1.4 CLA and immune system modulation

CLA also modulates the immune system by increasing lymphocyte cytotoxicity and macrophage activation. There are numerous dietary oils that are known to modulate macrophage function, dietary fish oil decreases interleukin-1 (IL-1) release by macrophages when compared to corn oil fed controls (Korver & Klasing 1997). Macrophages are the principal source of tumour necrosis factor alpha (TNF-α) with lipopolysaccharide (LPS) which is found in bacterial cell walls being the most potent stimulator of TNF-α production. TNF-α was originally shown to kill tumour cells but it also has a dramatic effect in causing muscle wasting, Mohanty et al showed that the inclusion of CLA into the feed of chicks reduces LPS induced muscle wasting due to the affect of CLA at inhibiting TNF-α release by macrophages when the cells are stimulated with LPS (Mohanty et al 2004).

Immune system T lymphocytes differentiate once activated from naïve T cells (Th0) to T helper (Th1) or T effector (Th2) cells as they secret cytokines and mediate the immune response; Th1 response is cell mediated immunity and inflammation whilst the Th2 cells secret cytokines and mediate the immune response. Once activated naïve T cells differentiate into either Th1 or Th2 cells depending upon the cytokines present; for example in the presence of interleukin-12 (IL-12) Th1 development is preferred whilst in the presence of IL-4 Th0 cells differentiate mostly into Th2 cells. Th1 and Th2 responses by the immune system is interlinked; for example interferon γ (IFN- γ) which is produced by Th1 cells inhibits IL-4 production which is required for Th2 development in turn suppresses Th2 cell development (Mohanty et al 2004).

Dietary CLA increases immunoglobulin (Ig) A, IgG and IgM in rat and lymph node cells whilst reducing IgE implying that CLA promotes Th1 cytokine whilst inhibiting Th2 cytokine production as the Ig class switch required from IgG to IgE wouldn't occur without IL-4 or IL-13 which are both Th2 cytokines (Punnonen et al 1993). It is because macrophages are sensitive to LPS stimulation they are a potential target for CLA in order to decrease an LPS induced response specifically upon macrophage TNF-α production in patients that are having a strong immune response to gram negative bacterial infection such as bacterial meningitis (Mohanty et al 2004).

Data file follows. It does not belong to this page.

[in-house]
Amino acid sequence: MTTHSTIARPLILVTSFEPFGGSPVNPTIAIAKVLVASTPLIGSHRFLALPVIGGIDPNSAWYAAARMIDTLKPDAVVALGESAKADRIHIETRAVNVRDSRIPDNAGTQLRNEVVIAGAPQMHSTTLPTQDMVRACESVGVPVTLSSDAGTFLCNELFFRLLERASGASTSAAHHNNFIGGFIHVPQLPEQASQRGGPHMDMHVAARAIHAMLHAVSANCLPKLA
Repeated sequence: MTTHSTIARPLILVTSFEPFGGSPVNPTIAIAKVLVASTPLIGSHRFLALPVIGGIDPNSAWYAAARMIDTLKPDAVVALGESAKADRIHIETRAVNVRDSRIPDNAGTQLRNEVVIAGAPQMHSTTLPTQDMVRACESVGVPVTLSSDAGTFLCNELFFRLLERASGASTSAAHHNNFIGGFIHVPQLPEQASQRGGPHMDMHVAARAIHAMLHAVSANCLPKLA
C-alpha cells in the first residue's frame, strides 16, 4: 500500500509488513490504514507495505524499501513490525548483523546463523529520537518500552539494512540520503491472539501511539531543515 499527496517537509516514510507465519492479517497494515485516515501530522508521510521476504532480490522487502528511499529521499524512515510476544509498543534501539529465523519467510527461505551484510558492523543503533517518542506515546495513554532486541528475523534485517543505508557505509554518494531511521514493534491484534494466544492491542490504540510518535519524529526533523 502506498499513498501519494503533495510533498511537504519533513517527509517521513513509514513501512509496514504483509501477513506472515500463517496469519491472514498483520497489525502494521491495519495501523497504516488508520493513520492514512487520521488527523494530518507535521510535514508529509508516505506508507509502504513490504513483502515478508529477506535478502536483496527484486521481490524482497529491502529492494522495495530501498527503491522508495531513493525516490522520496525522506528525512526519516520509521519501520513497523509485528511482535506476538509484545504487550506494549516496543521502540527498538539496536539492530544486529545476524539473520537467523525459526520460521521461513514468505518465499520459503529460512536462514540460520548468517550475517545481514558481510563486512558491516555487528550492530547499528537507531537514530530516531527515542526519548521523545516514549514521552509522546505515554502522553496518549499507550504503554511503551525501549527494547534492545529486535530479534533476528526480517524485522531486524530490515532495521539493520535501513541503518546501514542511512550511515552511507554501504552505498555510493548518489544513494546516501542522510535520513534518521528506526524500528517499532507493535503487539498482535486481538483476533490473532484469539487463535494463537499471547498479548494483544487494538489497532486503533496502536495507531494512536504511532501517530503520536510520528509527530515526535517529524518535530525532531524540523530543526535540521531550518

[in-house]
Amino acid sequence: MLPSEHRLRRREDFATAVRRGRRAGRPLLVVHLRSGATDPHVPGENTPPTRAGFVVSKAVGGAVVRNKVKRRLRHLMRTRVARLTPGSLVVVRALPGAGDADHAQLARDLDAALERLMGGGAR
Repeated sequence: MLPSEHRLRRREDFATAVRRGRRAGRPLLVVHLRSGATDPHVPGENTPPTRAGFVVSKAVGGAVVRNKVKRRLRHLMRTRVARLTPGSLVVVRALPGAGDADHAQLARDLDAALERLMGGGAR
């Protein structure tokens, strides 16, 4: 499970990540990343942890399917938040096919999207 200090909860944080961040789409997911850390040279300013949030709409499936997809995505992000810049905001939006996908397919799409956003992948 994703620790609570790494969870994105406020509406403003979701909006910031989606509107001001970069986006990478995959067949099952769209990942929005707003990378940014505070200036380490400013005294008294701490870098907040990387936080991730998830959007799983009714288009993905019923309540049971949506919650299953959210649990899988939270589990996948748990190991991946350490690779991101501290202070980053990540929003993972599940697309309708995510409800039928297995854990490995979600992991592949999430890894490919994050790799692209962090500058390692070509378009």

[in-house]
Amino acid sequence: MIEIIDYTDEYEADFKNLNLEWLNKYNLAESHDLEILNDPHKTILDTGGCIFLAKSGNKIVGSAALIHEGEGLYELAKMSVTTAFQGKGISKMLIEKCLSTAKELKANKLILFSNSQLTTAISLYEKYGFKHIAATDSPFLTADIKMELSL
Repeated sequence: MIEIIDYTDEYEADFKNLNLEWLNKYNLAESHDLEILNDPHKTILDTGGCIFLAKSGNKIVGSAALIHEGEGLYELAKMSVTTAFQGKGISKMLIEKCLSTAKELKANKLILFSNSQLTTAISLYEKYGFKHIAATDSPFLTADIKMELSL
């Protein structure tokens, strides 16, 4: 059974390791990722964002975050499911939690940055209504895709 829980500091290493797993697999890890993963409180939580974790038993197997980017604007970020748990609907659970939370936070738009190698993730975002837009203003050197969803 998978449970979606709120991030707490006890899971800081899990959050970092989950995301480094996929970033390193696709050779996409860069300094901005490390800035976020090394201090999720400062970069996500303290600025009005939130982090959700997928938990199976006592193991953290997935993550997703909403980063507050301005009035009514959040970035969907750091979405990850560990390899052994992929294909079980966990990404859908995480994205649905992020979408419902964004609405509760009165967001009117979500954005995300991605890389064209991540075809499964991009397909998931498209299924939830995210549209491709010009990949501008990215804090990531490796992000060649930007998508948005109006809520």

1.5 Accumulation and creation of AGE's

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Reduced sugars in the body can react non-enzyematically with amino groups of proteins to form Amadori products (Nakamura 2006). The Maillard reaction links protein amino groups with glucose derived carbonyl groups that over months and years create a variety of AGE's within the body (Miyata et al 1998). These glycation products can undergo further reactions including dehydration, rearrangement and condensation to become crosslinked which is mostly irreversible to create AGE's (Nakamura 2006). AGE levels increase normally with age, and AGE accumulation is accelerated in conditions such as diabetes and uremia. Some AGE's can be disposed of via the kidneys as demonstrated by T Miyata et al who demonstrated that renal function directly impacts upon the in vivo half life of the AGE pentosidine in an animal study and AGE's noted to accumulate in animal models with renal failure in animal (Miyata et al 1998).

In most tissues AGEs and their precursors are created from the auto oxidation of glucose and fructose, these include deoxyglucosone, methylglyoxal, and glyoxal (S P Baba etal 2009). Methylglyoxal is generated nonenzymatically from intermediates created during glycolysis and enzymatically by peroxidases where other AGE precursors such as deoxyglucosone is generated from the degradation of Amadori compounds. Participation of enzymes in the metabolisim of these intermideates and the creation of AGE precursors remain unclear; however in vitro studies of aldoketo reductase's (AKR) have been shown to catalyze methylglyoxal and are known to convert methylglyoxal to acetol in bacteria though their effectiveness, if any in mammals has not been studied (Baba et al 2009).